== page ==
In February 2008, over 2,200 local registered voters and citizens petitioned the local governments to reorganize and modernize Muncie and Delaware County. A bipartisan committee of 8 very dedicated local citizens appointed by our local governing bodies worked extremely hard for well over a year to craft a very progressive and comprehensive Muncie-Delaware County Plan of Reorganization . This effort would move Muncie and Delaware County out of the 19th century and into the 21st century reducing layers of bureaucracy, consolidating and unifying the local governing authority and public services to represent everyone equitably and efficiently. No more double dinging the taxpayers through multiple layers of government, no more taxation without representation by a COIT Council controlled by the Muncie City Council and many other antiquated and expensive concerns could be addressed in this reorganization.
For nearly a year, the County Commissioners and Muncie City Council allowed this Plan to gather dust as it sat on their desks wholly ignored until the statutory deadline forced their hands. At the midnight hour, a 2-person “committee” comprised of Todd Donati and Sam Marshall, who never had an open meeting to discuss or reveal their intentions, and after throwing $70,000.00 of taxpayer money at a financial impact study in an attempt to provide themselves “cover”, simultaneously sabotaged the future public referendum on this initiative by amending the plan to require a 2/3′s (66.67%) Supermajority approval at the polls in November 2012.
This folks, speaks volumes to the agenda of our County elected officials and the 5 members of the City Council that supported this amendment to the Reorganization Plan. After being forced by a citizen-driven initiative to seriously consider broad sweeping changes to our archaic local governments, our elected officials have now shown their true colors in a last ditch desperate measure to deny the citizenry and sustain the status quo. This ought to infuriate any voting citizen who believes and participates in our democratic processes.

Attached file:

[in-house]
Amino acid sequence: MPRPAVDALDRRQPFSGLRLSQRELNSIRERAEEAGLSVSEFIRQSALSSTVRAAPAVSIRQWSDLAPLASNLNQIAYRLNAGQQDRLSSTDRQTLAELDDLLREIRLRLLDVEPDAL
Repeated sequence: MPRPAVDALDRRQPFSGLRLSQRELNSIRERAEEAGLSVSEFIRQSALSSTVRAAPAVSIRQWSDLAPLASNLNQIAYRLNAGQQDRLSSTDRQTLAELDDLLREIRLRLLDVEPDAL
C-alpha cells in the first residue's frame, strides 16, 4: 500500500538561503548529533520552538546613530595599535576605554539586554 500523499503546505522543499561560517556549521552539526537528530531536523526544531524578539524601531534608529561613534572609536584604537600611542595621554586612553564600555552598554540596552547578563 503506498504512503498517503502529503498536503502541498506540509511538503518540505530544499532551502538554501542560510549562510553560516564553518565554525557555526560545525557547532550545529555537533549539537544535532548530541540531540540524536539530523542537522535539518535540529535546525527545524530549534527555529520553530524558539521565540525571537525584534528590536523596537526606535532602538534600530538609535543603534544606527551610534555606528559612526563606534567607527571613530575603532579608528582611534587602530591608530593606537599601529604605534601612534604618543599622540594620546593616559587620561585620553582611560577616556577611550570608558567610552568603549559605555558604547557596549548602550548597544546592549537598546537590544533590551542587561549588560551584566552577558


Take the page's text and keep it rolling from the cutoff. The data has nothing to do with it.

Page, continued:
To make matters even worse, our illustrious elected officials have strategically orchestrated this subversive maneuver in such a manner as to occur at the very last possible moment in the statutory timeline so as to minimize, if not nullify, the public’s response. Thanks to our local legislative bodies, there will be ONLY ONE OPPORTUNITY to speak out against this Supermajority requirement and that will be at the meeting on Tuesday, June 14th at 6:00 pm in the Commissioner’s Courtroom, Room 309, County Building in Muncie.
PLEASE REMEMBER THIS!!..
IT DOESN’T REQUIRE A “SUPERMAJORITY VOTE” TO ELECT AN INDIVIDUAL TO A POLITICAL OFFICE!…
IT DOESN’T REQUIRE A “SUPERMAJORITY VOTE” FOR A LEGISLATIVE BODY TO ADOPT LEGISLATION (INCLUDING THESE OBSCENE AMENDMENTS TO OUR REORGANIZATION PLAN)!….
IT DIDN’T REQUIRE A “SUPERMAJORITY VOTE” TO ELIMINATE INDIANA’S TOWNSHIP ASSESSORS!….
IT DIDN’T REQUIRE A “SUPERMAJORITY VOTE” TO RECENTLY CHANGE OUR STATE CONSTITUTION TO INCLUDE PROPERTY TAX CAPS!….
IT WON’T REQUIRE A “SUPERMAJORITY VOTE” TO CONSIDER INDIANA’S MARRIAGE AMENDMENT TO OUR STATE CONSTITUTION….
IT DANG-GONE WELL SHOULDN’T REQUIRE A “SUPERMAJORITY VOTE” FOR MUNCIE AND DELAWARE COUNTY CITIZENS TO DECIDE ON OUR FUTURE (NOT THE SELF-SERVING “PROFESSIONAL” LOCAL POLITICIANS) WHEN IT COMES TO HOW WE CHOOSE TO BE GOVERNED….
In a nutshell, whether in favor or opposed to the Plan, Muncie and Delaware County voters are at the threshold of having a once in a lifetime opportunity of HISTORICAL PROPORTIONS. We would like to think (and hope) that you would want to be a part of it. We would also like to think that as Americans, Muncie and Delaware County citizens you would want to have this very important consideration fairly adjudicated by a vote of the people in a manner consistent with the the way we decide upon all our other governing and political issues.
We sincerely hope to see you at the County Building on Tuesday evening…….
Poison Ivy in the fall